In the fourth quarter of 2012, Kansas saw the largest jump in average Internet connection speeds of all U.S. states compared to the fourth quarter of 2011, with an 86 percent surge. The next-highest increase was in Wyoming, at 51 percent.
Google began installations in November in Kansas City, Kansas, offering one-gigabit Internet connections—nearly 100 times faster than the U.S. average—for $70 per month, or $120 with television service, a Nexus 7 tablet remote, two terabytes of DVR storage, plus another a terabyte of cloud storage. The rollout and TV service had been announced a few months before. “It could be the case that the other incumbent providers were going, ‘Oh, crap, we stand to potentially lose subscribers to this deal with Google if we don’t provide competitive service,’ ” says David Belson, who authored Akamai’s state of the Internet report.
In December, Time Warner Cable increased speeds of some services in the Kansas City area, boosting its “turbo” service from 15 megabits per second to 20 megabits per second and its fastest service from 50 to 100 megabits per second.
The competition may be even hotter in the newer Google Fiber battlegrounds. After Google announced plans for Austin, AT&T quickly announced it would match that effort with its own one-gigabit service, and Time Warner Cable sweetened its Internet plans with free Wi-Fi in public areas to existing customers.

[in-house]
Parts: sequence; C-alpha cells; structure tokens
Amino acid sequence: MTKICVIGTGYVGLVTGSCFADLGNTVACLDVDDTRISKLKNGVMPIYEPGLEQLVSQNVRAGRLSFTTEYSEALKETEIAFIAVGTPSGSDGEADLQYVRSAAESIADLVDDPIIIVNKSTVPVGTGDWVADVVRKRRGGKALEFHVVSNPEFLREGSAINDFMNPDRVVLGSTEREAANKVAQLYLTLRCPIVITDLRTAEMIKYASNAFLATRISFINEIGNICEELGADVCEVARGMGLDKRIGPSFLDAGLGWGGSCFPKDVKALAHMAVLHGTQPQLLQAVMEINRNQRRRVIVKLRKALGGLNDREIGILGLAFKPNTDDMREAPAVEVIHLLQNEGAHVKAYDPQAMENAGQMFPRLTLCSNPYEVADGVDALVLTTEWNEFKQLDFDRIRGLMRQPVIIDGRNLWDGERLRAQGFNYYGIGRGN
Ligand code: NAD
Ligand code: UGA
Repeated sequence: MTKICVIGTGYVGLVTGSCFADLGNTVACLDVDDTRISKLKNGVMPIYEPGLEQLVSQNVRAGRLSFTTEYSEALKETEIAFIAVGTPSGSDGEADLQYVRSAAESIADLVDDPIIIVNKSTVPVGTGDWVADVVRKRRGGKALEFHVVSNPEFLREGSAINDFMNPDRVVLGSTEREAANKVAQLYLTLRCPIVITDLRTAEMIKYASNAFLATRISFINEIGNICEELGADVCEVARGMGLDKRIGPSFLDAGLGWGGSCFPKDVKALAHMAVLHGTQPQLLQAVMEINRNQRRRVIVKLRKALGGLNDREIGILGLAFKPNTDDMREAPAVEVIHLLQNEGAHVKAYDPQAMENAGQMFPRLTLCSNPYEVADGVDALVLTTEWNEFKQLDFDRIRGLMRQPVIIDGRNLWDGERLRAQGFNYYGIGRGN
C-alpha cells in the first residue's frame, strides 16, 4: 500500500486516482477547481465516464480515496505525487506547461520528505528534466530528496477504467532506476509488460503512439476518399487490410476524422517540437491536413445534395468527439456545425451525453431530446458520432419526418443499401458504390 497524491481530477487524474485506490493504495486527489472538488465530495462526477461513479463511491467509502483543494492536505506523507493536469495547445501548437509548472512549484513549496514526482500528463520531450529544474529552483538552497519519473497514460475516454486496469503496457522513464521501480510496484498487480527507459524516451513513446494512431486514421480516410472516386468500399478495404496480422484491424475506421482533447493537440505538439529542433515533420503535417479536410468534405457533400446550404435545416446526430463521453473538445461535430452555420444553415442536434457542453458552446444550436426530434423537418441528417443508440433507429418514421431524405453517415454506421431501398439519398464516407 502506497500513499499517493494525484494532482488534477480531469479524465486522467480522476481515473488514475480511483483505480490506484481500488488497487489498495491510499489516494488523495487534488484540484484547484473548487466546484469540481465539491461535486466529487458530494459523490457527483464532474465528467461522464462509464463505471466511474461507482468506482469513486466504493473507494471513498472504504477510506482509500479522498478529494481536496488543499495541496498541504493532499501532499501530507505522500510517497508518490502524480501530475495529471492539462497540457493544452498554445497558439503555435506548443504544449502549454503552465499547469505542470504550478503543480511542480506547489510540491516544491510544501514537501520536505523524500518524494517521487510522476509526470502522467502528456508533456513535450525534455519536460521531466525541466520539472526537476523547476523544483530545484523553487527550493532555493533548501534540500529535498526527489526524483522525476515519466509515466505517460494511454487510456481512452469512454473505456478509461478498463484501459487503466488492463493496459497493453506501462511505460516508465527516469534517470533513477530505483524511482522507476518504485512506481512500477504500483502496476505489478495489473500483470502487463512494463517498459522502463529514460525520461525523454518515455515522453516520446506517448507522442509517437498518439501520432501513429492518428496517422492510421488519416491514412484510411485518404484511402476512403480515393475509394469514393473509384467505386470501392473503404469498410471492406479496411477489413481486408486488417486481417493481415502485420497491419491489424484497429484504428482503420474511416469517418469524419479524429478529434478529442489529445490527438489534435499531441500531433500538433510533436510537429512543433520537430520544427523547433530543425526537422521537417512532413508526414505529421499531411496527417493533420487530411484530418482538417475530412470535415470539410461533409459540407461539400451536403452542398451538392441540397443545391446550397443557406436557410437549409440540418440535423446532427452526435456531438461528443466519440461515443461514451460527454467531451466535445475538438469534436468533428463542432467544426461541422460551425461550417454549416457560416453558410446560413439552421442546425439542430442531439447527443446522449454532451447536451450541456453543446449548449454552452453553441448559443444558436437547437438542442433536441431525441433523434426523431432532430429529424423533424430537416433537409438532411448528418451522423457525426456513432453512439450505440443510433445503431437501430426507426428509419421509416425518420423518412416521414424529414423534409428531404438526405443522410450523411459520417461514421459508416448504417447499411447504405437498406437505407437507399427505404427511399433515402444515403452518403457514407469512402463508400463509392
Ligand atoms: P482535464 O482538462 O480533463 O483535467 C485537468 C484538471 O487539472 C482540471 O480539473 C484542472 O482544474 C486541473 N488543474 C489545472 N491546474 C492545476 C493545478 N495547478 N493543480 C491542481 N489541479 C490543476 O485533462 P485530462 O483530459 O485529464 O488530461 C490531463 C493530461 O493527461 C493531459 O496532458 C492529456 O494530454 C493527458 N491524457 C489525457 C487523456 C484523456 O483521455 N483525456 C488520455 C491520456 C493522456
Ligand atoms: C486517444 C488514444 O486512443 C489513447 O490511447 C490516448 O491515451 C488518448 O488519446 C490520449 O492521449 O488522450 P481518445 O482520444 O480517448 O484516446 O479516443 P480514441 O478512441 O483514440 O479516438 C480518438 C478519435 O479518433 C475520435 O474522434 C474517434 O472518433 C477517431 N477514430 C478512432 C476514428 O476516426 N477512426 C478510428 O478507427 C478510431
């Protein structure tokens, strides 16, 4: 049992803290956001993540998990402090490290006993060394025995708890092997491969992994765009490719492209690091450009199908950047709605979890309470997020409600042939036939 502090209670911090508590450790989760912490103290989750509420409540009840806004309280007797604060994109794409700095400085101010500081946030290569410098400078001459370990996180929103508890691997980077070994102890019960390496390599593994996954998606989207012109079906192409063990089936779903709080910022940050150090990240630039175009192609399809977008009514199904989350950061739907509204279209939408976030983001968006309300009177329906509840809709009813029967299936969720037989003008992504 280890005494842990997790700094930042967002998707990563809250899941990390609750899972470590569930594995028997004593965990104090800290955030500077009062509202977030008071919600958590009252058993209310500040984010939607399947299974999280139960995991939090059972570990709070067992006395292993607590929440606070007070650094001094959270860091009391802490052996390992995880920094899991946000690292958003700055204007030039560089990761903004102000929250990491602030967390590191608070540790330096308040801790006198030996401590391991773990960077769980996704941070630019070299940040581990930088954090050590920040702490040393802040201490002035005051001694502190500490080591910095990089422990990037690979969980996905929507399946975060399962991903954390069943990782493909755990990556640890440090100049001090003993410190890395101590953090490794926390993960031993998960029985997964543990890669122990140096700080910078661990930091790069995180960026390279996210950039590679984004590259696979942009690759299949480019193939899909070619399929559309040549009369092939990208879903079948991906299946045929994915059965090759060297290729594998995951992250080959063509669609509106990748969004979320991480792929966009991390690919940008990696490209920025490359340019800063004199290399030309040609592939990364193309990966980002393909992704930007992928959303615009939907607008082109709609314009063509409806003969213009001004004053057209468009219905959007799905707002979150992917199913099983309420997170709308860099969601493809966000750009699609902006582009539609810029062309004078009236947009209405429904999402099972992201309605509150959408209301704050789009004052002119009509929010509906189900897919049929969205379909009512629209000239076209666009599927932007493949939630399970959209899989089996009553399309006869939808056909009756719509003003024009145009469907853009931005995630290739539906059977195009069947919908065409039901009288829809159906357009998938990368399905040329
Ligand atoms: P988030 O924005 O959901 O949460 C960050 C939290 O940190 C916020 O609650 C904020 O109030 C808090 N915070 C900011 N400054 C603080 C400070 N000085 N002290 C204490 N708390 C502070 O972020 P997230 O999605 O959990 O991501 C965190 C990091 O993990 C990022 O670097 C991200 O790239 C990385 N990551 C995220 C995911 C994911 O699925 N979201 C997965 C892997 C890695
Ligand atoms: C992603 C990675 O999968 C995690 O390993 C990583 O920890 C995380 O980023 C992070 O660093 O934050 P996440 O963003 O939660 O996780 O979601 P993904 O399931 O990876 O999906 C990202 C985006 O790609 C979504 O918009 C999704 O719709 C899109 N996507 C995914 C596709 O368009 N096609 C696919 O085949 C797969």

Google Fiber customers were using far less than the available blazing speed. IP addresses associated with Google Fiber were seeing average connection speeds of twice the Kansas average of five megabits, and peak speeds of five times greater than the average of 25 megabits.
Some of this might be explained by the fact that some Google Fiber customers took only a basic hookup with five-megabit service for a one-time $300 installation fee, and did not accept the fast service. But the larger reality is that, so far, “there is not a whole lot of stuff out there today that is really gigabit-capable,” Belson says.
Nonetheless, gigabit speeds have proved to be quite capable of waking up a nation of Internet service monopolies and duopolies.
In Hong Kong, you can get 500-megabits-per-second Internet service for $25 a month. In my Massachusetts neighborhood, which happens to be served by Verizon FIOS fiber service, getting one-tenth that speed will set you back $80 (plus taxes and fees). And whereas in Hong Kong uploads are as fast as downloads, the Verizon service gives me half speed on the uploads.